Gun Safe Best Practices

by GunGuy


I know, it seems expensive, but it’s worth it! It helps make sure criminals don’t get your guns. This is good for you, good for society and good for gun rights. Also get a safe that’s at least twice as big as you’d expect you’d ever need. It will fill up quick.

So now you own a safe big enough to hold your long guns and you filled it with guns, papers and valuables…but…are you really using it right? Here is a summary of information I cobbled together from various sources on the internet (so it must be true!). This is not a discussion about what style/brand of safe to buy. I hope this provokes a bit of thought – additions and feedback welcome.


More than 99% of all robberies in homes with a locked gun sized safe (400lbs or larger) resulted in no loss of the contents inside the safe. The majority of the fraction left was people who stole the entire safe (mostly due to not being bolted down). Less than 0.05% were successfully broken into on location at the home or were removed when properly bolted.

Most common attack methods on safes are (in order of most to least common).

  1. Attempted theft of entire safe
  2. Pry bar attack on door
  3. Fire ax to side of safe
  4. Cutting side/back with diamond saw
  5. Cutting torch

Most common damage to safe (ordered most to least common)

  1. Hammered removal of dial or keypad
  2. Pry marks/bent metal around door edges
  3. Side/back damage



  1. Out of sight from exterior windows and doors.
  2. Away from public or entertaining spaces such as kitchens and living rooms.
  3. If safe is visible from outside the house, face it so contents cannot be seen when it is open.
  4. Downstairs locations are ideal to lower heat from house fires. (heat goes up…unless its an inferno and the whole house comes down…)
  5. Rule of thumb – the bigger the hassle to get it to that spot – the harder it will be to steal. The more stairs they have to carry it up or doorways and corners they have to navigate, the less likely it will be stolen.
  6. The cheaper the safe, the smaller the space you should choose to locate it. This is to minimize attack options on the thinner metal on the sides and back.



  1. Ideal – concrete floor (…duh)
  2. For ground floor locations over a crawl space – Drill ¼ pilot hole through pre-made holes in safe bottom. Glue a 2×6 boards to underside of the floor. Nail board ends to the support beams on each side so the pilot holes are centered. Using larger drill bit to drill all the way through flooring and 2×6. Fasten using 2 large washers and long round head bolts (aka timber bolts).
  3. For upstairs locations with standard home flooring – Open ceiling under safe location and do the same as #2 above.
  4. If bolting to floor is not an option, but the safe can be located in a small closet – Buy a piece of metal plate 3/8 to 1/2inch thick large enough to fit entire floor area of closet. Bolt the safe to the plate using round head bolts. Safe cannot be removed due to the oversize metal square bolted to bottom – at worst it can be tipped over onto its face through the doorway. (this method is difficult and requires 2-3 people to implement and floor must be strong enough to support this increased weight)

Note: Bolting can be successfully negated on elevated safes (i.e. with legs) by cutting the bolt between the safe and the floor with a hacksaw. Consider this when buying a safe.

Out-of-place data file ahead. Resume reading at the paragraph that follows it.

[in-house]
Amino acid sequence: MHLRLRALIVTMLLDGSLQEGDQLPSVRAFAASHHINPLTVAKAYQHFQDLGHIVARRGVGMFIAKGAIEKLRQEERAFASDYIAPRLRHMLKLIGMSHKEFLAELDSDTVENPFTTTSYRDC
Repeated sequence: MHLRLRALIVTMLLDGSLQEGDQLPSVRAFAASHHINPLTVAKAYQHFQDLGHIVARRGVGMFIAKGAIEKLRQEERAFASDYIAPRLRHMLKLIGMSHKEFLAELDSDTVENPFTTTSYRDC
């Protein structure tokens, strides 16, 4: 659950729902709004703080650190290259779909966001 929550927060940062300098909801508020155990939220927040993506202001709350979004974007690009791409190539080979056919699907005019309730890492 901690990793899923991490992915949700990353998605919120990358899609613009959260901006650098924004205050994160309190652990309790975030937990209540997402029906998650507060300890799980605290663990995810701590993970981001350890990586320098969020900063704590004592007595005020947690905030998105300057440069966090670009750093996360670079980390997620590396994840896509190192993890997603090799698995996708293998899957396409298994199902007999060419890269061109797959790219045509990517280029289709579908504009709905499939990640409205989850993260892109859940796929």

1. Store breakables on bottom shelf if you safe is not bolted down. Most unbolted safes are knocked over at some point during the robbery attempt.
  2. Put most valuable objects on very bottom shelf. Most attempts to pry/cut/torch/chop into a safe are performed near the top of the safe between waist and chest high.
  3. If you have large amounts of ammo, store it at the top of safe. A top heavy safe is more unwieldy to steal than a bottom heavy safe.
  4. Use metal cash boxes inside safe to hold cash and important papers – they will provide an additional 10-30 minutes of fire protection, plus it requires taking much more time to cut/torch a much larger hole so they can be removed. (contents are a pita to get out while the box is inside the safe unless it’s a vertically spacious shelf). Store jewelry and watches separately the same way.
  5. Use a dehumidifier to prevent rust. There are many plug in models for less than $100 and less effective/less costly ones for cheaper.
  6. Do not put a gun into the safe that is a dramatically different temperature physically – condensation can form and cause rust.


A touch pad can be coated with different things to reveal which keys are frequently used. From there a savvy burglar can make a few educated guesses before being locked out for several minutes. You should clean your keypad regularly.

  1. Use 6 or more digits that are not a phone number and doesn’t form a word
  2. One repetitive number is ok. e.g 567784.
  3. Do not use multiple repetitive numbers. E.g 588774 – these have a slightly higher probability of being guessed if they know what keys are being used. (don’t ask me why – I ain’t a math guy)
  4. Do not end the code in 0 (zero) this is the most common last digit.
  5. Do not start your code with 1 since this is the most common starting digit
  6. Second most common starting digit is 0 due to the usage of birth dates (e.g. 031475) as codes…don’t do that.


Lastly, doing all of the above is not help whatsoever if you leave the bypass key where it can be found. The contents of your safe is only as secure as your bypass key.

Here is a video about choosing the right safe.

  • Share on Tumblr

Leave a Reply

Your email address will not be published. Required fields are marked *

nineteen − sixteen =